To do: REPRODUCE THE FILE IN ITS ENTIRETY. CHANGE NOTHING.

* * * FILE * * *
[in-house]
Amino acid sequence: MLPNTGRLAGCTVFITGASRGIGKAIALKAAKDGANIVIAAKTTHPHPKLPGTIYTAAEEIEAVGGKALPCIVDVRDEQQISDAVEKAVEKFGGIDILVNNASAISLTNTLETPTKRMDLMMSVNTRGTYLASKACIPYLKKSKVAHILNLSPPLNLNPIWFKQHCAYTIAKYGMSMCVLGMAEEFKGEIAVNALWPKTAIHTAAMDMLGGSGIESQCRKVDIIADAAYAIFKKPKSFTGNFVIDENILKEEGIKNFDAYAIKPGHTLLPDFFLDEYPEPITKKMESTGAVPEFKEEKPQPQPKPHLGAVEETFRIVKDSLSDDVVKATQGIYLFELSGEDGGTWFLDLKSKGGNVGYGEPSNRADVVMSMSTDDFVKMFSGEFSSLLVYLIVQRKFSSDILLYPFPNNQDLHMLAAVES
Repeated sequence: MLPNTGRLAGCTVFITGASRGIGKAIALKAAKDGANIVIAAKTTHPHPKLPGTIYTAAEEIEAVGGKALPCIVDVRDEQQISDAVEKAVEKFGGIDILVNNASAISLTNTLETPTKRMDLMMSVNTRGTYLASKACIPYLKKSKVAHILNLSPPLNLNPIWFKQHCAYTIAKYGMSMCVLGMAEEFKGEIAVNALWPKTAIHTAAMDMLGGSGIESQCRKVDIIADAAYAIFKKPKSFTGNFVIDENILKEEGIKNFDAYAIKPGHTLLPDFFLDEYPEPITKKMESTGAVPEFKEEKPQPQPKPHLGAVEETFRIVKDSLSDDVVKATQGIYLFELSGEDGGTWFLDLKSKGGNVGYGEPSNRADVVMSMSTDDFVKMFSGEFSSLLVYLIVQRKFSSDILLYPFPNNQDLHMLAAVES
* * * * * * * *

[in-house]
Amino acid sequence: MLPNTGRLAGCTVFITGASRGIGKAIALKAAKDGANIVIAAKTTHPHPKLPGTIYTAAEEIEAVGGKALPCIVDVRDEQQISDAVEKAVEKFGGIDILVNNASAISLTNTLETPTKRMDLMMSVNTRGTYLASKACIPYLKKSKVAHILNLSPPLNLNPIWFKQHCAYTIAKYGMSMCVLGMAEEFKGEIAVNALWPKTAIHTAAMDMLGGSGIESQCRKVDIIADAAYAIFKKPKSFTGNFVIDENILKEEGIKNFDAYAIKPGHTLLPDFFLDEYPEPITKKMESTGAVPEFKEEKPQPQPKPHLGAVEETFRIVKDSLSDDVVKATQGIYLFELSGEDGGTWFLDLKSKGGNVGYGEPSNRADVVMSMSTDDFVKMFSGEFSSLLVYLIVQRKFSSDILLYPFPNNQDLHMLAAVES
Repeated sequence: MLPNTGRLAGCTVFITGASRGIGKAIALKAAKDGANIVIAAKTTHPHPKLPGTIYTAAEEIEAVGGKALPCIVDVRDEQQISDAVEKAVEKFGGIDILVNNASAISLTNTLETPTKRMDLMMSVNTRGTYLASKACIPYLKKSKVAHILNLSPPLNLNPIWFKQHCAYTIAKYGMSMCVLGMAEEFKGEIAVNALWPKTAIHTAAMDMLGGSGIESQCRKVDIIADAAYAIFKKPKSFTGNFVIDENILKEEGIKNFDAYAIKPGHTLLPDFFLDEYPEPITKKMESTGAVPEFKEEKPQPQPKPHLGAVEETFRIVKDSLSDDVVKATQGIYLFELSGEDGGTWFLDLKSKGGNVGYGEPSNRADVVMSMSTDDFVKMFSGEFSSLLVYLIVQRKFSSDILLYPFPNNQDLHMLAAVES